RBI to step off the pedal on aggressive dollar purchases
The Reserve Bank of India (RBI) is expected to step off the pedal on aggressive dollar purchases after the US Treasury Department put the country on a currency manipulator watchlist along with nine other nations.
Analysts said the RBI was already stuffed with sufficient forex reserves to cover one year of import giving it the leeway to follow a hands-off policy in the currency market.
On Wednesday, the US had put India in its monitoring list of currency manipulating countries. Its report said that India met two of the three criteria of having a material current account surplus and engaging in persistent, one-sided intervention over the reporting period.
There is no official word yet from the RBI to the sharp observations by the US which clubbed India with Vietnam, Switzerland and Singapore for "intervening in the foreign exchange market in a sustained, asymmetric manner”.
The RBI has often maintained that it does not target a particular level of the rupee and that its intervention in the markets is to only curb undue volatility in the exchange rate. It remains to be seen how the Indian government responds and deals with the Biden administration to get its name off the list.
In his statement after the MPC meeting ended on December 4, RBI governor Shaktikanta Das said the apex bank has been taking measures for dampening volatility and enabling orderly evolution of the exchange rate in consonance with underlying domestic fundamentals.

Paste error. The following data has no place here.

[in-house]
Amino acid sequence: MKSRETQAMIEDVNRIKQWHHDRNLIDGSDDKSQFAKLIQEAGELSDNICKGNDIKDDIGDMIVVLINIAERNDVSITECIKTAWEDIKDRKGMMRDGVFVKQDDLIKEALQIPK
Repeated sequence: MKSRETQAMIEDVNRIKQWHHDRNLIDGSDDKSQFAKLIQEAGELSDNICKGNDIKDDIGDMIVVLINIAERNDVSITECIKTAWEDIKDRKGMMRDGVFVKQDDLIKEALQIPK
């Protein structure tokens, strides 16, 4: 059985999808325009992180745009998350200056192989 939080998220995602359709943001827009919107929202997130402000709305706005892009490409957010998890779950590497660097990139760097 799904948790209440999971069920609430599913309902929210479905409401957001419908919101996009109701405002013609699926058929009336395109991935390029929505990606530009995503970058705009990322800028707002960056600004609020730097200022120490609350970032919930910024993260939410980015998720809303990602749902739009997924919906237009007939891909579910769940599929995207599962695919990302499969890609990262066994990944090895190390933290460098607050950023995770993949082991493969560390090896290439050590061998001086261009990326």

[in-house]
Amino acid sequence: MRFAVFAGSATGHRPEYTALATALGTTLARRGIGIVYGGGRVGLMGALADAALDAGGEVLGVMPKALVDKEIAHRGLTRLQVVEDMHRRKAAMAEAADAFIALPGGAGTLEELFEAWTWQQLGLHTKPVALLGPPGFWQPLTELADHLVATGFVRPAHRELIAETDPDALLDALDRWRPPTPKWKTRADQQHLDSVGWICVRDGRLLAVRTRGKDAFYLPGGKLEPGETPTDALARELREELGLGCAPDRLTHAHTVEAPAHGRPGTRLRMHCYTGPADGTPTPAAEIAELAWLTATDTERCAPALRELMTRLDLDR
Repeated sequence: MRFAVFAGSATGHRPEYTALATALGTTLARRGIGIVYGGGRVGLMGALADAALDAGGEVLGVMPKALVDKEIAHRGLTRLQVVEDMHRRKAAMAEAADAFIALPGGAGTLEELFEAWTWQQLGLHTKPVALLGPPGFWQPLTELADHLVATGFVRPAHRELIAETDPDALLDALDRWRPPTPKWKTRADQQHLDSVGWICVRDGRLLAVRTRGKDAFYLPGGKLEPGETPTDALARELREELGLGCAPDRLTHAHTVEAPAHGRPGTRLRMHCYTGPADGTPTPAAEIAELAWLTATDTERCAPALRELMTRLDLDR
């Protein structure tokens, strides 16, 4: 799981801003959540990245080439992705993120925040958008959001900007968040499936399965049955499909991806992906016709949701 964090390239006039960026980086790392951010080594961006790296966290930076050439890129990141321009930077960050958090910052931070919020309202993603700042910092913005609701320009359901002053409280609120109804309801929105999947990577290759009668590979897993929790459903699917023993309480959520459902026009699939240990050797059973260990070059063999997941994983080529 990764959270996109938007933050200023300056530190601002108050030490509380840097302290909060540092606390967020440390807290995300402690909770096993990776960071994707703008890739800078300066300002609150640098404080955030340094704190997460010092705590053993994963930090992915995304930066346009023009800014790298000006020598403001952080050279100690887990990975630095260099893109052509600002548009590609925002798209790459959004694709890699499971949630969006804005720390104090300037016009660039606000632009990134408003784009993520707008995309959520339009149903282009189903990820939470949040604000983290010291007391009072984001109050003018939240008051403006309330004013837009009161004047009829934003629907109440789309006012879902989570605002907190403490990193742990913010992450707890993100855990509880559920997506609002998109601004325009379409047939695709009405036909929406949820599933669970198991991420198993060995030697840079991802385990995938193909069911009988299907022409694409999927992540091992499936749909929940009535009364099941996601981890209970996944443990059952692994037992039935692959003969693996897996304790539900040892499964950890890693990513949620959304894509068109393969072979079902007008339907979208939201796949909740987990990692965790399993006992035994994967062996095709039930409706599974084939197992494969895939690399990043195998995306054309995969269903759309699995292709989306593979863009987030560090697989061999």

“Mindful of the consequences of these actions for domestic liquidity and inflation, the injections of liquidity through forex interventions are being sterilised by absorptions through the reverse repo,” he added.
Its intervention came as India has seen a deluge of dollars from portfolio inflows and other sources. For instance, Reliance Industries has alone raised more than $25 billion in its digital services and organised retail business from various investors.
On the other hand, foreign portfolio investors (FPIs) have ploughed Rs 1.54 lakh crore into equities so far during this calendar year.
The Treasury report also comes at a time the American dollar is forecast to remain weak as investors turn their attention to riskier assets from amid countries starting to administer the coronavirus vaccine, the global economy recovering and expectations of a stimulus in the US.
The currency is near two-year lows and the dollar index which measures the greenback against a basket of currencies also fell below 90 to 89.94 for the first time since April 2018.
The US index is calculated as a geometrical average based on its six constituent currencies: the euro, Japanese yen, British pound, Canadian dollar, Swedish krona and Swiss franc.
It is a geometric average, rather than an arithmetical average, because each currency is multiplied by its respective percentage weight.
However, it did not have much impact on the rupee in Thursday’s trade. The currency ended just one paisa lower at 73.59 against the greenback amid a firm trend in the domestic equity markets.
At the inter-bank forex market, the local unit opened at 73.52 against the dollar and witnessed an intra-day high of 73.39 and a low of 73.59. It finally ended at 73.59 against the American currency, registering a fall of one paisa over its previous close.